Yet in all of this dream-like mess, it is Dirk Bogarde that emerges triumphant. He has perfected a Prussian accent for the film. Despite Fassbinder’s efforts to metaphysically imprison his actors, Bogarde is continuously free and in control without making a visible effort. Even Fassbinder’s static imposition is not strong enough to annihilate Bogarde’s fluid movement from one identity to the other as he descends into a pathetic beast that emerges out of hiding. He escapes Fassbinder’s clutches.
This wasn’t an easy role for Bogarde. In the third volume of his autobiography, An Orderly Man (1983), Bogarde reflects on the difficulties of filming Despair. Right from the beginning, Fassbinder presented himself as a persona that would be unreachable, both linguistically and metaphysically. This was taking a toll on Bogarde who thought that the entire production was created out of madness.
“If Rainer had a fault, “writes Bogarde, “it was that he found it completely impossible to concentrate, think, or create, in anything which remotely approximated to silence. He had to work in a vortex of sound: torrents of sound; it was something with which one quickly came to terms/Or perished. From the moment that he [Fassbinder] roared up to the set (wherever it was) in his vastly expensive motor car, until the moment that he left… he worked in a shuddering blast of music. Maria Callas at full pitch in both ‘Tosca’ and ‘Norma’…”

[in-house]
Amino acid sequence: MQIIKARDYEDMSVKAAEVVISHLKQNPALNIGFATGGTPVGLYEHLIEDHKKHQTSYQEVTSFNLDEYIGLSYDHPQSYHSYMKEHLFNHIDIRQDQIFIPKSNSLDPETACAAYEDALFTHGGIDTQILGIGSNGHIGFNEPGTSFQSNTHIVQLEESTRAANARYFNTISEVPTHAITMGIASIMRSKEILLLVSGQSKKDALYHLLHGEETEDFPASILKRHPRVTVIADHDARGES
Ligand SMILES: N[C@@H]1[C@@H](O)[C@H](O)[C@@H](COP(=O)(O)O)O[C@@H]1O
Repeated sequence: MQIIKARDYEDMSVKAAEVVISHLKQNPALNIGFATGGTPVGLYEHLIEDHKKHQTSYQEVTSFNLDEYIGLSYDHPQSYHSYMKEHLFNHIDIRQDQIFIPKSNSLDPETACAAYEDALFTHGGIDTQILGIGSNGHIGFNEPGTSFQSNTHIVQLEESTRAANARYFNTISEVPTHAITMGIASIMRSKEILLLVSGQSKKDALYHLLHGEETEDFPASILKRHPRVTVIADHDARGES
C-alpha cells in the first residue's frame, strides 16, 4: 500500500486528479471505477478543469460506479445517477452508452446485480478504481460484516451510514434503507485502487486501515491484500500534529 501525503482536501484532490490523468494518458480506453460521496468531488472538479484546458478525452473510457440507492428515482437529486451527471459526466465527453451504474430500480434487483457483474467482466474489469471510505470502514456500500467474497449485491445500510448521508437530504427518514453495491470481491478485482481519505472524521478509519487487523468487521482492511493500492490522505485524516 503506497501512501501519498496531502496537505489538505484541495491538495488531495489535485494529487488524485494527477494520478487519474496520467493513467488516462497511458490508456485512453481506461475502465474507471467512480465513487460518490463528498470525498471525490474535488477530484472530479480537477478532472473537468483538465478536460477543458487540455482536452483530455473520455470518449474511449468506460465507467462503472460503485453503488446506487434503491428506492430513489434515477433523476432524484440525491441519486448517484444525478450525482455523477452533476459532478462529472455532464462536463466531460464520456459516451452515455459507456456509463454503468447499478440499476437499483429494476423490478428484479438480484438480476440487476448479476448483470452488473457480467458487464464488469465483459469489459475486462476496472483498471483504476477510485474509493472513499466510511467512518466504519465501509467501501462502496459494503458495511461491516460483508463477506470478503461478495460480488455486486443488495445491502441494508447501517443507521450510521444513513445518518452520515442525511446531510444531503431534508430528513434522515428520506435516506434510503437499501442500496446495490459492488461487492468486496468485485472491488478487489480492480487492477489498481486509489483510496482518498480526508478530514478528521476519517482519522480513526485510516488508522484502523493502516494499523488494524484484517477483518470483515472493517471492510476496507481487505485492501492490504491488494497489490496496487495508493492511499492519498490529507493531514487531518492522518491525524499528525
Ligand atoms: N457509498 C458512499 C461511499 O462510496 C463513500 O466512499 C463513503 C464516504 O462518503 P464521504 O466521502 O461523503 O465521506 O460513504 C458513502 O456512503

No matter how much incoherence and uncertainty there is in Despair, we can be sure that Hermann is indeed going mad, yet he doesn’t elicit compassion. There’s a great sense of indifference that we feel because the deeper motives of his actions remain unknown. Bogarde too almost went mad. Although he accepted the role of Hermann, it was also “the nearest thing to a complete mental and physical take-over that [he] had endured since Von Aschenbach.”
Bogarde was an actor who took his art seriously. Not many actors wholly and eerily become someone else. “Actor has to empty himself of self,” writes Bogarde, “completely, and then encourage the stranger he is to be into the vacuum created.” The roles become different forms of alter-ego, or even worse, the person who’s an actor and an artistic entity becomes a stranger to himself. He further alienates himself from the interior self that he usually occupies and begins to lose whatever shred of authenticity he has left. (When he played the role of Howard Hughes in Martin Scorsese’s The Aviator, Leonardo DiCaprio remarked that that he developed a level of Obsessive Compulsive Disorder—the very aspect he portrayed in his role as Hughes—and that it took him months to get rid of it and go back to his normal self.)
At the end of Despair, the police are pointing guns at Hermann. He’s arrested for the murder of Felix Weber. Hermann holds his hands in meek protest, barely speaking the words that are meant to justify his actions: he is but a mere film actor, implying that none of it’s true. It could be that this is every actor’s thought, absolving himself of any artistic guilt or responsibility for the work that’s created.